Republican lawmakers harshly attacked Chuck Hagel on Thursday at a contentious hearing over his nomination to become the next U.S. defense secretary, questioning his judgment on war strategy and putting him broadly on the defensive.
In one of the most heated exchanges, influential Senator John McCain aggressively questioned Hagel, interrupting him and talking over him at times. He openly voiced frustration at Hagel’s failure to say plainly whether he was right or wrong to oppose the 2007 surge of U.S. troops in Iraq.
“Your refusal to answer whether you were right or wrong about it is going to have an impact on my judgment as to whether to vote for your confirmation or not,” McCain said.
Hagel, who like McCain is a decorated Vietnam War veteran, declined to offer a simple yes or no answer, responding: “I would defer to the judgment of history to sort that out.”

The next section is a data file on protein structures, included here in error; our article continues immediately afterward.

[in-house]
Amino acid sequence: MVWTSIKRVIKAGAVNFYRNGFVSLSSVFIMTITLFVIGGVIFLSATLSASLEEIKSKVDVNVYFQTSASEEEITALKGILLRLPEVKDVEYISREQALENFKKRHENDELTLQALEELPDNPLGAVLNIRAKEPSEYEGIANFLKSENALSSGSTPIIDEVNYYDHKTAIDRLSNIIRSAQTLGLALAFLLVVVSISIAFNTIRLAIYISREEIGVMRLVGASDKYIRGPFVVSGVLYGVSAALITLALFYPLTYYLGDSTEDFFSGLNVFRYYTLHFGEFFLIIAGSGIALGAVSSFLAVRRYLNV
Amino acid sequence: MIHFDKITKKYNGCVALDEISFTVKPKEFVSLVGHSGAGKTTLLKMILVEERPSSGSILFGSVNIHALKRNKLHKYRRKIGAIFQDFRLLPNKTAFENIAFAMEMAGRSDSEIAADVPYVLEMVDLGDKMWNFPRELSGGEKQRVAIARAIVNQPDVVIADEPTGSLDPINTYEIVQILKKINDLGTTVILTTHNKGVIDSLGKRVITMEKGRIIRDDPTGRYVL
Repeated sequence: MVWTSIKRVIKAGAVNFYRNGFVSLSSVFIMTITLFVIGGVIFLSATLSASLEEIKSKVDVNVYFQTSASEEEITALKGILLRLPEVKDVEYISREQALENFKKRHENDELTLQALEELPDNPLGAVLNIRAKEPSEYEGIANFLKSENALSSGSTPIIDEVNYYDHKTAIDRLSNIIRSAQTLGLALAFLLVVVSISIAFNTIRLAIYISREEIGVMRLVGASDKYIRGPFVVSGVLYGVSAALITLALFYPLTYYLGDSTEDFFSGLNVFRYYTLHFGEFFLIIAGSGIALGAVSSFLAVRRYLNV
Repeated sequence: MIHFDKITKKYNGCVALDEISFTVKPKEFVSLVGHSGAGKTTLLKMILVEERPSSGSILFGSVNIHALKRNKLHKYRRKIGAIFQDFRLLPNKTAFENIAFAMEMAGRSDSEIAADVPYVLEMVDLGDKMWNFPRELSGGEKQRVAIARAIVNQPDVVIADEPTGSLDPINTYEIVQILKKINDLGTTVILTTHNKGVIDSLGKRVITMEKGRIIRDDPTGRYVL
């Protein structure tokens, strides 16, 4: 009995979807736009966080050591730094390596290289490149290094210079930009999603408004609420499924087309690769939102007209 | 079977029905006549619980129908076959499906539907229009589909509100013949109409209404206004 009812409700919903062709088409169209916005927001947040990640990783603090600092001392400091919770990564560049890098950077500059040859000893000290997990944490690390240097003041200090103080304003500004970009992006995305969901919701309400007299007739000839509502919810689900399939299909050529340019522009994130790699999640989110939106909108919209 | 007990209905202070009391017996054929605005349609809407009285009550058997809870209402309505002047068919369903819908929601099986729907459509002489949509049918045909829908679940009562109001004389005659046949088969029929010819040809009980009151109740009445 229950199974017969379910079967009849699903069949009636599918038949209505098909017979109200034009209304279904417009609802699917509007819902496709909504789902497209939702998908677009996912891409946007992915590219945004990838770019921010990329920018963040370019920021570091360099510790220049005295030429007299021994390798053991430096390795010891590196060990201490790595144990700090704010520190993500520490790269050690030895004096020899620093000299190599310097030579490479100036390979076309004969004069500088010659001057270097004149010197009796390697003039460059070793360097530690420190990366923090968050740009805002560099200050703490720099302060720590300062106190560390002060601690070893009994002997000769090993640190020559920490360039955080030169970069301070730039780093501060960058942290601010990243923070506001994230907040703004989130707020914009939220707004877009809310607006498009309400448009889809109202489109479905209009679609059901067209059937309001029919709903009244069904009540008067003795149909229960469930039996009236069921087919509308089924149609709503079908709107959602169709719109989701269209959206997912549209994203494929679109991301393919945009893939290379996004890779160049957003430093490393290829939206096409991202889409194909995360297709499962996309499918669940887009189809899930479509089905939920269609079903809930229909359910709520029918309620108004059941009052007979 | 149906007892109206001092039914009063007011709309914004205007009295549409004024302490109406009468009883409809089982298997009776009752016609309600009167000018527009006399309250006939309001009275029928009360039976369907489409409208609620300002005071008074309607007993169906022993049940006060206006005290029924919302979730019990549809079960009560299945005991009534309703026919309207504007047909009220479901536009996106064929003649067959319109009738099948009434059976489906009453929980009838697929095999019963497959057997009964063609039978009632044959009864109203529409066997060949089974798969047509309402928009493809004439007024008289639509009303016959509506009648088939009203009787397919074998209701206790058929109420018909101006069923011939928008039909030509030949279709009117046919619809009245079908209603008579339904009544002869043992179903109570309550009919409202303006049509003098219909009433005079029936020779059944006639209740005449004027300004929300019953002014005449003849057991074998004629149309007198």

As President Barack Obama’s choice to lead the Pentagon in his second term, Hagel may yet win Senate approval with help from majority Democrats, but he appeared to pick up little fresh Republican support as his hours-long hearing wore on.
Hagel’s fellow Republicans dredged up a series of his past controversial statements on Iran, Israel and U.S. nuclear strategy, trying to paint him as outside mainstream security thinking. Even in polarized Washington, the grilling was highly unusual for a Cabinet nominee.
Senator Lindsey Graham of South Carolina laid into Hagel for once accusing a “Jewish lobby” of intimidating people in Washington, comments Hagel repeatedly said he regretted. Asked whether he could name one lawmaker who had been intimidated, Hagel said he could not. It was one of the many times he appeared uncomfortable.
“I can’t think of a more provocative thing to say about the relationship between the United States and Israel and the Senate or the Congress than what you said,” Graham said.